To set up your shipping rates you'll need to create your shipping strategy, types, zones and rates. Watch the tutorial video and read the following text to learn more:
Step 1: Create a Shipping Strategy
Our shipping tables are extremely flexible and allow for any number of shipping strategies depending on the type of product you are selling. The first step is to define your shipping strategies.
A Shipping Strategy is simply a container for your shipping types (e.g. UPS Ground) and your zones. You may have multiple shipping types and zones within a single shipping strategy. The shipping strategy will determine how your shipping rates are charged.
You may choose to set your rates based on:
And you are not limited. If you would like to base rates for one product group on weights, and another on number of units, that’s fine. Later, when you are entering your products, you will choose from the shipping strategies you defined here (from a drop down list on the general tab).
Step 2: Create your Shipping Types
After you have setup your first shipping strategy, you will want to setup your shipping types within that shipping strategy. A shipping type is the service level and carrier that you are shipping with.
For the specific Carrier Code required by fulfillment and ShipCompliant, check this page »
Step 3: Set up your Shipping Zones
Once the shipping types have been setup, you will then want to create your shipping zones. Shipping zones allow you to set rates for different states/provinces. For example, you may have a zone called 'east coast' and another called 'west coast'. Each zone by default will have the same shipping types available, but you will be able to enter different rates.
Step 4: Add your Shipping Rates
Once you have setup your types and zones, you can begin adding rates. We recommend keeping your rates as simple as possible, and offering flat rate shipping wherever possible.
What if you already have your shipping strategy set up and want to set up a flat rate shipping sale? Click here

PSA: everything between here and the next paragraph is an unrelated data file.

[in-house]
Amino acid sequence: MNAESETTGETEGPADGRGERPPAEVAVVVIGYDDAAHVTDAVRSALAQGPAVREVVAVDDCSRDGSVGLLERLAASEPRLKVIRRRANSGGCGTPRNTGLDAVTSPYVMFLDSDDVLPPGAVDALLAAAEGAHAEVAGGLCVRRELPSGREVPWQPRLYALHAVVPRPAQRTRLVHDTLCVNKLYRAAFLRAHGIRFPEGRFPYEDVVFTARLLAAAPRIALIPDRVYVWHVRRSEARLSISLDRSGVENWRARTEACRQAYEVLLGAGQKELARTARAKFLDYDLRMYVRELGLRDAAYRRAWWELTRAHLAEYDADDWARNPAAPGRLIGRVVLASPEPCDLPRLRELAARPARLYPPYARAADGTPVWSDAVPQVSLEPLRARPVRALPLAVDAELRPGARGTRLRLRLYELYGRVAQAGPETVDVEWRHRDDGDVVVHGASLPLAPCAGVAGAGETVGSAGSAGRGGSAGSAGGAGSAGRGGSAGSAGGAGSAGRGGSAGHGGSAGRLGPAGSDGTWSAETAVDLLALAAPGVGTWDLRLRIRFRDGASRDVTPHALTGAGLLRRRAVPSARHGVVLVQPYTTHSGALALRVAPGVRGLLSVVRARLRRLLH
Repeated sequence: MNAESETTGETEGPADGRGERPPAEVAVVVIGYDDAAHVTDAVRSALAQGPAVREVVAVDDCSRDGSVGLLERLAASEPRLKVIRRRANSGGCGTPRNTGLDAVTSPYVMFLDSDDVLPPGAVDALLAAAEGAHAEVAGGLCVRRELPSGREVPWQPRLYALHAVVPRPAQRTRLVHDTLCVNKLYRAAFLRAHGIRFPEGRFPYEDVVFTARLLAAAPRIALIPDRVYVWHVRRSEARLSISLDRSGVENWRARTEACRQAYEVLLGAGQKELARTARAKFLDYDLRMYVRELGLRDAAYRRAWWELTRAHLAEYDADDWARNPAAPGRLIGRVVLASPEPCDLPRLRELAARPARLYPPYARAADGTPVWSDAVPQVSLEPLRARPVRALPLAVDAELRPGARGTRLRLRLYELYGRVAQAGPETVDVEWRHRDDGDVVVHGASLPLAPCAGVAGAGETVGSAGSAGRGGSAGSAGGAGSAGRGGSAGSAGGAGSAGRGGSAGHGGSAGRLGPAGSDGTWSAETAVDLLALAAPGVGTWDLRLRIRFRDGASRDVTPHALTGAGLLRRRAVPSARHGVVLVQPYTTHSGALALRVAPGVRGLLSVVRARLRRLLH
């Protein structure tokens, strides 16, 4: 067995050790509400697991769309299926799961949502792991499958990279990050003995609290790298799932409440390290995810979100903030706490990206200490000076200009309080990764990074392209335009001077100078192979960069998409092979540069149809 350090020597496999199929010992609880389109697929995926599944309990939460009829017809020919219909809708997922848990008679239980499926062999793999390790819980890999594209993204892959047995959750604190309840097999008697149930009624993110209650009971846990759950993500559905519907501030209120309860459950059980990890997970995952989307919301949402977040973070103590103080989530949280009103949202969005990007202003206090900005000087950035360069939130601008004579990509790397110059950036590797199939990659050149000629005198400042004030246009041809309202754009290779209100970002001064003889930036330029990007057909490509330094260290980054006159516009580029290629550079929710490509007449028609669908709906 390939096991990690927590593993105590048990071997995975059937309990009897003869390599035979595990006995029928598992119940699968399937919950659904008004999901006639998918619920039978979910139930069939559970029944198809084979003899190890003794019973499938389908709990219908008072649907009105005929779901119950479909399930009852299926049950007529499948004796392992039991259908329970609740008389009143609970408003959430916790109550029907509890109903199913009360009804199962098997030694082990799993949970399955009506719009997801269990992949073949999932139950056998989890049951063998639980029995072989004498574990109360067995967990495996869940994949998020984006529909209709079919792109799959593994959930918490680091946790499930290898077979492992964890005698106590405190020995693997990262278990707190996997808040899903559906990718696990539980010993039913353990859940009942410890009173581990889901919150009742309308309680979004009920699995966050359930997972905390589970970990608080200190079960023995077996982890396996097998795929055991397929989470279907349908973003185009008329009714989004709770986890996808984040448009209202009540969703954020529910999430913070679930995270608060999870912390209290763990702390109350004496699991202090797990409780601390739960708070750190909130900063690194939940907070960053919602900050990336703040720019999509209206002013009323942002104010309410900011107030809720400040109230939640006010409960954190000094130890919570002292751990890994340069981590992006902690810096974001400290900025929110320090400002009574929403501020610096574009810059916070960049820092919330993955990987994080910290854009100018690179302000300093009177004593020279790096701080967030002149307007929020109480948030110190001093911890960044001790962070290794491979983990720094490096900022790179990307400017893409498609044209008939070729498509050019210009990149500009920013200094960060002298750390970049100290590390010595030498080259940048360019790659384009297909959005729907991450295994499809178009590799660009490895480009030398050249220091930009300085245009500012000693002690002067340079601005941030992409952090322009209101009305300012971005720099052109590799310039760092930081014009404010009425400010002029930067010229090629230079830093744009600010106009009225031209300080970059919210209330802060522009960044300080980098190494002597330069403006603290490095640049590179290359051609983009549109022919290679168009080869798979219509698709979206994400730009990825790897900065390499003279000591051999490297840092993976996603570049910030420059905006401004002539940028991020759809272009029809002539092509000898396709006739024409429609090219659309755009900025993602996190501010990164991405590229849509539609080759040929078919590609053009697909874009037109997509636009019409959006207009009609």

Studies suggest customers
want demand free shipping.
David Bell, marketing professor at the Wharton School even observed that “For whatever reason, a free shipping offer that saves a customer $6.99 is more appealing to many than a discount that cuts the purchase price by $10.”
We recommend offering free shipping (technically/legally ‘Shipping Included’ for the wine industry). This may not always be possible, but you could set the promotion up so that you offer free shipping once the consumer reached a specific dollar value or quantity of products (i.e. free shipping if you spend over $XX.XX).
If you can’t afford free shipping, the next best option is flat rate shipping. Important – don’t hide your flat rate shipping if you have it. Promote your flat rate clearly in your store sections, homepage, footer menu, etc. so your visitors can see it on many pages. By doing this you have already psychologically prepared your visitors that shipping isn’t free, plus you have removed friction in the buying process.
Now your consumers don’t need to worry about the shipping cost. They know whatever they buy will only cost a set amount. You could create flat rate shipping for different intervals (i.e. 1-6 Bottles=$XX.XX; 7-12=$XX.XX; etc.) and you can break up the flat rate into different zones if you’d like (i.e. The Western USA is one flat rate while the Eastern USA is another flat rate)